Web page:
There are two types of forbearance: general and mandatory. It’s up to your student loan servicer whether to grant your request for general forbearance based on your situation. It is up to the loan servicer’s discretion to grant the general forbearance if you can’t make your monthly loan payments temporarily due to:

  • financial difficulties
  • medical expenses
  • change in employment
  • other acceptable reasons

Forbearance is available for Direct Loans, Perkins Loans, and FFEL Program loans for a period of no more than 12 months at a time. If, after that period of time, you are still experiencing financial hardship, you can request an additional general forbearance. On Perkins Loans, the cumulation of general forbearances can’t add up to more than three years. While a cumulative limit on general forbearances doesn’t apply to Direct Loans or FFEL Program loans, your student loan servicer has the discretion to limit the maximum period of time you can receive a general forbearance.

Your loan servicer must grant a mandatory forbearance if you meet the eligibility requirements. You might be eligible for:

  • a Mandatory Forbearance for Medical or Dental Internship/Residency, National Guard Duty, or Department of Defense Student Loan Repayment Program, if you are serving in a medical or dental internship or residency program and you meet specific requirements (applies to Direct Loans and FFEL Program loans only)
  • a Mandatory Forbearance for Student Loan Debt Burden, if the total amount you owe monthly for all of your student loans is 20 percent or more of your total monthly gross income (applies to Direct Loans, FFEL Program loans, and Perkins loans for up to three years)
  • an AmeriCorps forbearance, if you are serving in an AmeriCorps position for which you received a national service award (applies to Direct Loans and FFEL Program loans only)
  • a Teacher Loan Forgiveness Forbearance, if you are performing teaching service that would qualify you for teacher loan forgiveness (applies to Direct Loans and FFEL Program loans only)
  • a Mandatory Forbearance for Medical or Dental Internship/Residency, National Guard Duty, or Department of Defense Student Loan Repayment Program, if you qualify for partial repayment of your student loans under the U.S. Department of Defense Student Loan Repayment Program (applies to Direct Loans and FFEL Program loans only)
  • a Mandatory Forbearance for Medical or Dental Internship/Residency National Guard Duty, or Department of Defense Student Loan Repayment Program if you are a member of the National Guard and have been activated by a governor but are not eligible for a  military deferment (applies to Direct Loans and FFEL Program loans only)

The maximum time period for a mandatory forbearance is 12 months. However, if you meet eligibility requirements after that period expires, you can request an additional mandatory forbearance.

In most cases, you must submit the appropriate request form to your loan servicer. Most deferments and forbearances aren’t given automatically. In addition to the request form, you must also submit documentation proving that you meet the specific eligibility requirements for the type of deferment or forbearance you are requesting.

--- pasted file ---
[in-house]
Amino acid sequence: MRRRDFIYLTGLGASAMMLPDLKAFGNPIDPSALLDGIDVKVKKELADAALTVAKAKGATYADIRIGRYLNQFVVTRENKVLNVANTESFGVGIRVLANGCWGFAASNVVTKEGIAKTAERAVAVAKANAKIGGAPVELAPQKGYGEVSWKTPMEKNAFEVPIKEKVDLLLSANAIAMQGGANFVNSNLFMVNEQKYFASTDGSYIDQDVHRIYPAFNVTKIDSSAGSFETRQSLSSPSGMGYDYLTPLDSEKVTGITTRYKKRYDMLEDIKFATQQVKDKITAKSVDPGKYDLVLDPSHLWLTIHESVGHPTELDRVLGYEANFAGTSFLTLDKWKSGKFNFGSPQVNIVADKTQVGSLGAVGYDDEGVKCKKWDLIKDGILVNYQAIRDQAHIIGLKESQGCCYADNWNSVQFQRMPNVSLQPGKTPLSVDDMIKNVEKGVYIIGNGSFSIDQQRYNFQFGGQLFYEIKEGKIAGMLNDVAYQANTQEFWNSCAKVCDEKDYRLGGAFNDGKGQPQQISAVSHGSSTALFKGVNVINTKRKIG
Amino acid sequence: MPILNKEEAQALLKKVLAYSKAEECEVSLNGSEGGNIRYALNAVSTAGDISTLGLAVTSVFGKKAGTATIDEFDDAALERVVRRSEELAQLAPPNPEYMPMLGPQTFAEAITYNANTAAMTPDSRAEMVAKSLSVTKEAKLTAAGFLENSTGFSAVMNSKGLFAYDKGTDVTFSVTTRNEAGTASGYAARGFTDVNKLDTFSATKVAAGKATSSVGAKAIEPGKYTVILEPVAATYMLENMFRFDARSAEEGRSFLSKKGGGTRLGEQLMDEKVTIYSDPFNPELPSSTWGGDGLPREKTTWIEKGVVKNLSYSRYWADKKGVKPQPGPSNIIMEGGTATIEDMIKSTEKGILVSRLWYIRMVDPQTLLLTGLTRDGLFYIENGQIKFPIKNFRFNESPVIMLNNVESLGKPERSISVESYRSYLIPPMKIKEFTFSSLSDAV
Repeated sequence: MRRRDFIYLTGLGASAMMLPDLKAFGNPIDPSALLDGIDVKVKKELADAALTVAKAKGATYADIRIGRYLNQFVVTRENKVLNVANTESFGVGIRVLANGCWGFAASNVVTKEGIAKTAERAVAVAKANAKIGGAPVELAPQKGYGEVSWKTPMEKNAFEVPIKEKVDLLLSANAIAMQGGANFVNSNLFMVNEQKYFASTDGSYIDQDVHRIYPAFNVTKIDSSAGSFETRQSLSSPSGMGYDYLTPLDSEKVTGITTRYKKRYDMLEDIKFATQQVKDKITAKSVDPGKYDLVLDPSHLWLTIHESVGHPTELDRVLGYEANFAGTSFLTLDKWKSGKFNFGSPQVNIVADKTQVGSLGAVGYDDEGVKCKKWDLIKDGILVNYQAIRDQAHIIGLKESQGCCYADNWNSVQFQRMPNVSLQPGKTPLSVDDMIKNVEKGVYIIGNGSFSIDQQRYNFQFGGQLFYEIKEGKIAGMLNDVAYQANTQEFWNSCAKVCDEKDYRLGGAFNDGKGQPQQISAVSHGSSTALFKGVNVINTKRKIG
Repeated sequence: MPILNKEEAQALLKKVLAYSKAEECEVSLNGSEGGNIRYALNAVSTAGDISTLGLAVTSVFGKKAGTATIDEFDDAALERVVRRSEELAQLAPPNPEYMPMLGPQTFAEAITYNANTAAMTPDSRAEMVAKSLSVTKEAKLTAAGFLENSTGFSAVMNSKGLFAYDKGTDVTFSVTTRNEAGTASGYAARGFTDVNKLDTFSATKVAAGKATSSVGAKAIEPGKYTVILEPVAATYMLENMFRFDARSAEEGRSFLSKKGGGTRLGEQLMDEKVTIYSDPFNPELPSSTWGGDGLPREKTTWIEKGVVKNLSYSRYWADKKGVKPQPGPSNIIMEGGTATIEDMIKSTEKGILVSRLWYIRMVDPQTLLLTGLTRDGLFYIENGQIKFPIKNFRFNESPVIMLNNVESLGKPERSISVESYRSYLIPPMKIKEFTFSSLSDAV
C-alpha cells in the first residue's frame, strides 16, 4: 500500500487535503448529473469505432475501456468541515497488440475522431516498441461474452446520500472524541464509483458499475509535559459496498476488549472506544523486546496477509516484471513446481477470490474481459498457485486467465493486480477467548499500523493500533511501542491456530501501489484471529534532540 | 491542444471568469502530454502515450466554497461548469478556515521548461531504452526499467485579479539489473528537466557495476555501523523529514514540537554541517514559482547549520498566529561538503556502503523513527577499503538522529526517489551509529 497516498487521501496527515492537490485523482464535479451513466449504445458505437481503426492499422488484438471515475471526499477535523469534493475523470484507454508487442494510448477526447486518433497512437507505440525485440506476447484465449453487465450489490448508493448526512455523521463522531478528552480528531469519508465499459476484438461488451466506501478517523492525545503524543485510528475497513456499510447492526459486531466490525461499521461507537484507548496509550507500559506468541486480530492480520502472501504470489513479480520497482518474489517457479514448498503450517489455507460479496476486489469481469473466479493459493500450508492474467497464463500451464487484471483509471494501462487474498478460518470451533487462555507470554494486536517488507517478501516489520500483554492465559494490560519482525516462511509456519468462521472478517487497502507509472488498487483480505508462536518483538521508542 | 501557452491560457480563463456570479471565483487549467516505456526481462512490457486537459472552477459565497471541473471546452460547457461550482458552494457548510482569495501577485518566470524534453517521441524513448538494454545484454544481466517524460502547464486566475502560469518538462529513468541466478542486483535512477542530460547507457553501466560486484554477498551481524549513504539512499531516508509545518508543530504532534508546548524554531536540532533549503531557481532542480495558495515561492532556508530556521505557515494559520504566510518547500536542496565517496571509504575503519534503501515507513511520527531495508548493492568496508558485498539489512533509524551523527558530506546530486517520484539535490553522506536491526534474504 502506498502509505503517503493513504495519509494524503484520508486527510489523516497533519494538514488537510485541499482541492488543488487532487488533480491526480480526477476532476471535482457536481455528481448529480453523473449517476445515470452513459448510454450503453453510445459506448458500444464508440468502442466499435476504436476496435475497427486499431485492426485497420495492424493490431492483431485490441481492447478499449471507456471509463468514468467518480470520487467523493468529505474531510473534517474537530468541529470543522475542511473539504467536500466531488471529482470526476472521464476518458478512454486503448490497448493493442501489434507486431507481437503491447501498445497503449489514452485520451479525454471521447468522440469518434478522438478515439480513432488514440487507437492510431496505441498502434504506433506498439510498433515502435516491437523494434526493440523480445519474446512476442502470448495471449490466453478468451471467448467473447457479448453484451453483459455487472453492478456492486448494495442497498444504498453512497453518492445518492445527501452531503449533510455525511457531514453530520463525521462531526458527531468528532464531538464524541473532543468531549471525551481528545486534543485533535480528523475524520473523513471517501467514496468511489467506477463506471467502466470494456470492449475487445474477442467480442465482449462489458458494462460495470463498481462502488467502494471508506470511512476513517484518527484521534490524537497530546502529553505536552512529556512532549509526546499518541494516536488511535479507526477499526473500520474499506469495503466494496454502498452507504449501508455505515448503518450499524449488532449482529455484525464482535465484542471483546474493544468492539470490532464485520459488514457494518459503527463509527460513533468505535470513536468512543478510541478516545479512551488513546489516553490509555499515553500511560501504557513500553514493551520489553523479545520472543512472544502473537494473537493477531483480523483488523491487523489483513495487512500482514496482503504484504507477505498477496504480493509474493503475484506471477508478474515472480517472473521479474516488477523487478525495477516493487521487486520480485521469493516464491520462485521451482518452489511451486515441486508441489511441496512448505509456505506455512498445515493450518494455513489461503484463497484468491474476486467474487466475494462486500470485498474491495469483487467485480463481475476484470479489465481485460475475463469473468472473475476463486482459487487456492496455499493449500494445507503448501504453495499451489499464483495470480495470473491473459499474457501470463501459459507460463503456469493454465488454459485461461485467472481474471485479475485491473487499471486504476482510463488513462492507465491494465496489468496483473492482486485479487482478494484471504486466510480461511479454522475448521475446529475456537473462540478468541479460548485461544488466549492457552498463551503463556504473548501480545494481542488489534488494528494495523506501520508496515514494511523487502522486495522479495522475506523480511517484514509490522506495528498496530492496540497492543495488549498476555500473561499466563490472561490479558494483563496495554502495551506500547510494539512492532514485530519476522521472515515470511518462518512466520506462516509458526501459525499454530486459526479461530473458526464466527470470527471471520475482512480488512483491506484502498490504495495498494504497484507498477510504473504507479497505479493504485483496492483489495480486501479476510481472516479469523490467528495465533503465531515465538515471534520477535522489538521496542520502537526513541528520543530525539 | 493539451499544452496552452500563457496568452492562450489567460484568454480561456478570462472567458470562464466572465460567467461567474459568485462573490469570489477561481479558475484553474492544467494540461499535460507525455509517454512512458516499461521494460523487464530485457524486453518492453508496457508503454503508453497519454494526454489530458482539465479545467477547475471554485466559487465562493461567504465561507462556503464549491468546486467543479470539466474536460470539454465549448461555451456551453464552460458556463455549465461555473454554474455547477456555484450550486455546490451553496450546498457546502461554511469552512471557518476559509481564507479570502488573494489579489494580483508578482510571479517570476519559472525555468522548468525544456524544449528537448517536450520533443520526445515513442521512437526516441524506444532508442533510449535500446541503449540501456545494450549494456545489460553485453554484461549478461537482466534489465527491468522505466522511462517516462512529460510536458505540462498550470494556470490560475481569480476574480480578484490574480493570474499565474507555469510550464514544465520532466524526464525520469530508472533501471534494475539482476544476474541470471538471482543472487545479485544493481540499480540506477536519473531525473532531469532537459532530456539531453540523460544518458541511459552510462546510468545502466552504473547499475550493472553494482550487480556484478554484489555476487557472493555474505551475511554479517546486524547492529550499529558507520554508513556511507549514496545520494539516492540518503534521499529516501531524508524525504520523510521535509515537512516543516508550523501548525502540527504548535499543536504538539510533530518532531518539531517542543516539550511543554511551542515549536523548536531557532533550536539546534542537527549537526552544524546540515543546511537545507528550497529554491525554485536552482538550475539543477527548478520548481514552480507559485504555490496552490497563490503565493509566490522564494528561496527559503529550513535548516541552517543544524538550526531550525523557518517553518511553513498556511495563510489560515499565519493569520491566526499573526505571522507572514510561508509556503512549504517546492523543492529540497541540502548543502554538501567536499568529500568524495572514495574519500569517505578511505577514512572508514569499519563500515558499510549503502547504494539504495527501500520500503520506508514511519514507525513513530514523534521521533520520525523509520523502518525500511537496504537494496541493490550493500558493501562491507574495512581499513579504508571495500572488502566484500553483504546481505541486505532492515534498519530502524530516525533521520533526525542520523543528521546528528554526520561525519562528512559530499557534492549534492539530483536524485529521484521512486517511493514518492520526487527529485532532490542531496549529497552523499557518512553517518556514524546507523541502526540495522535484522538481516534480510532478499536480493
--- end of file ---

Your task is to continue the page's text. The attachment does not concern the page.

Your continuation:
One exception is when you enroll in an eligible college or career school at a minimum of half time. Usually, the loan is placed in deferment automatically. If it isn’t, you must notify the school of enrollment. They will then send the information to your loan servicer, so they can place your loan in deferment.

Is Student Loan Deferment or Forbearance Right for You?

Both forbearance and deferment are short-term solutions for some borrowers but only when the circumstances preventing you from making your payments are temporary. If it isn’t clear how long your situation will last or if you can resume making your payments after the deferment or forbearance period. you should consider different options.

One alternative is to change to an income-driven repayment plan. These plans base the amount you pay monthly on how much money you make and the size of your family. Some borrowers qualify for payments of $0 per month.  If you can’t repay your loan after 20 or 25 years, you might even qualify for loan forgiveness.

Most financial experts recommend contacting your student loan servicer whenever you have trouble making your monthly payments. Many borrowers don’t know the terms of their loans or their options for help until the payments become a burden. Unfortunately, the large amount of student loan debt in this country has also given way to numerous scams where people try to get your information or make promises that are too good to be true.

The criteria for student loan deferment and forbearance applies to only a small percent of all student loan borrowers. If you do qualify and apply for a deferment or forbearance, it might only buy you a little time before you end up in the same position. With some loans, you could end up paying even more once interest is capitalized. Failing to meet your payments before a forbearance or deferment is granted could also add to your problems. If the request is denied, your loan becomes delinquent and you might default on your loan.

Ironfist Legal

Ironfist Legal gives some student loan borrowers an additional option for lowering or eliminating their student loan debt. Attorney-Based Student Loan Modification is designed to help individuals with more than $30K in student loan debt. Those who qualify are guaranteed a reduction in their student loan principal balance by 30 to 70 percent. Some individuals have their loan balance forgiven.

A student loan modification isn’t a temporary solution. The criteria extends to a broad range of borrowers including those who are victims of predatory lenders. You might be eligible for a student loan modification if you:

  • are facing an undue hardship
  • were misled about potential job placement
  • feel you were misled or coerced into taking large loans for your education
  • aren’t benefiting from your education
  • were misled about student loan forgiveness options
  • have had to defer payments or request forbearance options
  • simply can’t afford ongoing payments

These are just some of the eligibility requirements for obtaining a student loan modification. Contact us to learn more about your options for obtaining permanent, real relief from your student loan debt.